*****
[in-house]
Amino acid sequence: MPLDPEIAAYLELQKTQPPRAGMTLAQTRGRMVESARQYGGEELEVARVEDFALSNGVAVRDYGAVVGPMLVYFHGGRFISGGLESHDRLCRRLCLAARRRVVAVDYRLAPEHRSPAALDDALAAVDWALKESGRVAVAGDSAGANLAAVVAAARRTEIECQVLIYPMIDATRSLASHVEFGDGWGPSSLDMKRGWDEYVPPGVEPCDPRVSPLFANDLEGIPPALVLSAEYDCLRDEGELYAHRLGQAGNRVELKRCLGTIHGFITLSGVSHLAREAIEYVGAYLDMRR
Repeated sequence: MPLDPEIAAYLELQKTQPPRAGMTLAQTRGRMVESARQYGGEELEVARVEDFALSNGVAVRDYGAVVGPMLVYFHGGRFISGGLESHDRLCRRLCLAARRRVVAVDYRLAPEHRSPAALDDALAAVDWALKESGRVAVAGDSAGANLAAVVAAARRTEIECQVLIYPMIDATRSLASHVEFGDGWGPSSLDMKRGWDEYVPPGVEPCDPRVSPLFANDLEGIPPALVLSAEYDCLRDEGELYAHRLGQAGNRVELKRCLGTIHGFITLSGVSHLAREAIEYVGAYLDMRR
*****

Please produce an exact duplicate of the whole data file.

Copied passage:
[in-house]
Amino acid sequence: MPLDPEIAAYLELQKTQPPRAGMTLAQTRGRMVESARQYGGEELEVARVEDFALSNGVAVRDYGAVVGPMLVYFHGGRFISGGLESHDRLCRRLCLAARRRVVAVDYRLAPEHRSPAALDDALAAVDWALKESGRVAVAGDSAGANLAAVVAAARRTEIECQVLIYPMIDATRSLASHVEFGDGWGPSSLDMKRGWDEYVPPGVEPCDPRVSPLFANDLEGIPPALVLSAEYDCLRDEGELYAHRLGQAGNRVELKRCLGTIHGFITLSGVSHLAREAIEYVGAYLDMRR
Repeated sequence: MPLDPEIAAYLELQKTQPPRAGMTLAQTRGRMVESARQYGGEELEVARVEDFALSNGVAVRDYGAVVGPMLVYFHGGRFISGGLESHDRLCRRLCLAARRRVVAVDYRLAPEHRSPAALDDALAAVDWALKESGRVAVAGDSAGANLAAVVAAARRTEIECQVLIYPMIDATRSLASHVEFGDGWGPSSLDMKRGWDEYVPPGVEPCDPRVSPLFANDLEGIPPALVLSAEYDCLRDEGELYAHRLGQAGNRVELKRCLGTIHGFITLSGVSHLAREAIEYVGAYLDMRR